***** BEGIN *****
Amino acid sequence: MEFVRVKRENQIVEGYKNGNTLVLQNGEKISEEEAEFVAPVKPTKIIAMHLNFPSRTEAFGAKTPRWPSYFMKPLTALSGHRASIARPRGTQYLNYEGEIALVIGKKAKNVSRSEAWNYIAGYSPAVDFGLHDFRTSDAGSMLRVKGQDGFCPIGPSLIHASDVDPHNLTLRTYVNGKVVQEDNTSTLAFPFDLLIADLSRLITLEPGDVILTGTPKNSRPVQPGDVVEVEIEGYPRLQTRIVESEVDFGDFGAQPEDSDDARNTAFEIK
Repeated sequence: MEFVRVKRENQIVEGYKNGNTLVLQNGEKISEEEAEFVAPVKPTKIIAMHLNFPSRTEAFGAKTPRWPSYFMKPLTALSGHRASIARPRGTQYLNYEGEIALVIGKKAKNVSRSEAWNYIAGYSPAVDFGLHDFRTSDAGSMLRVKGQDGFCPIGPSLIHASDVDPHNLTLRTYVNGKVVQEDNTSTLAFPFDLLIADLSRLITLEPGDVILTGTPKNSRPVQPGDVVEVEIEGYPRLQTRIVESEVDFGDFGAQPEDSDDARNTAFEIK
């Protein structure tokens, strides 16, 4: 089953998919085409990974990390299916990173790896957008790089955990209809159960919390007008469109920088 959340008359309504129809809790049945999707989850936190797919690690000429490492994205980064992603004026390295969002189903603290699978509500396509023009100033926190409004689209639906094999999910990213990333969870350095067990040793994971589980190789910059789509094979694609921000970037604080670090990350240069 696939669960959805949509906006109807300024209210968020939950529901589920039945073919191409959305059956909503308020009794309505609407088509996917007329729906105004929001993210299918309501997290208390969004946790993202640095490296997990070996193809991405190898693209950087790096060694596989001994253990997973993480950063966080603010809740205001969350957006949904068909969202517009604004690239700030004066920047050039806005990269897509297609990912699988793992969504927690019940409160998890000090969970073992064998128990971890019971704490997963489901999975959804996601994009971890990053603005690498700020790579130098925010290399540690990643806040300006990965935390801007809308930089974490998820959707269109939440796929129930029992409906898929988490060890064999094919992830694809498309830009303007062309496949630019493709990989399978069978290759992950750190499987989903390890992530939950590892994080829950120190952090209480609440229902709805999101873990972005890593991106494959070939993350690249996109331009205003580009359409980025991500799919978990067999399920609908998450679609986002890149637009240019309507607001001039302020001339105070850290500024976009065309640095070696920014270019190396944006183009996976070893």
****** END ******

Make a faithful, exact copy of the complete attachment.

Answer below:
Amino acid sequence: MEFVRVKRENQIVEGYKNGNTLVLQNGEKISEEEAEFVAPVKPTKIIAMHLNFPSRTEAFGAKTPRWPSYFMKPLTALSGHRASIARPRGTQYLNYEGEIALVIGKKAKNVSRSEAWNYIAGYSPAVDFGLHDFRTSDAGSMLRVKGQDGFCPIGPSLIHASDVDPHNLTLRTYVNGKVVQEDNTSTLAFPFDLLIADLSRLITLEPGDVILTGTPKNSRPVQPGDVVEVEIEGYPRLQTRIVESEVDFGDFGAQPEDSDDARNTAFEIK
Repeated sequence: MEFVRVKRENQIVEGYKNGNTLVLQNGEKISEEEAEFVAPVKPTKIIAMHLNFPSRTEAFGAKTPRWPSYFMKPLTALSGHRASIARPRGTQYLNYEGEIALVIGKKAKNVSRSEAWNYIAGYSPAVDFGLHDFRTSDAGSMLRVKGQDGFCPIGPSLIHASDVDPHNLTLRTYVNGKVVQEDNTSTLAFPFDLLIADLSRLITLEPGDVILTGTPKNSRPVQPGDVVEVEIEGYPRLQTRIVESEVDFGDFGAQPEDSDDARNTAFEIK
């Protein structure tokens, strides 16, 4: 089953998919085409990974990390299916990173790896957008790089955990209809159960919390007008469109920088 959340008359309504129809809790049945999707989850936190797919690690000429490492994205980064992603004026390295969002189903603290699978509500396509023009100033926190409004689209639906094999999910990213990333969870350095067990040793994971589980190789910059789509094979694609921000970037604080670090990350240069 696939669960959805949509906006109807300024209210968020939950529901589920039945073919191409959305059956909503308020009794309505609407088509996917007329729906105004929001993210299918309501997290208390969004946790993202640095490296997990070996193809991405190898693209950087790096060694596989001994253990997973993480950063966080603010809740205001969350957006949904068909969202517009604004690239700030004066920047050039806005990269897509297609990912699988793992969504927690019940409160998890000090969970073992064998128990971890019971704490997963489901999975959804996601994009971890990053603005690498700020790579130098925010290399540690990643806040300006990965935390801007809308930089974490998820959707269109939440796929129930029992409906898929988490060890064999094919992830694809498309830009303007062309496949630019493709990989399978069978290759992950750190499987989903390890992530939950590892994080829950120190952090209480609440229902709805999101873990972005890593991106494959070939993350690249996109331009205003580009359409980025991500799919978990067999399920609908998450679609986002890149637009240019309507607001001039302020001339105070850290500024976009065309640095070696920014270019190396944006183009996976070893």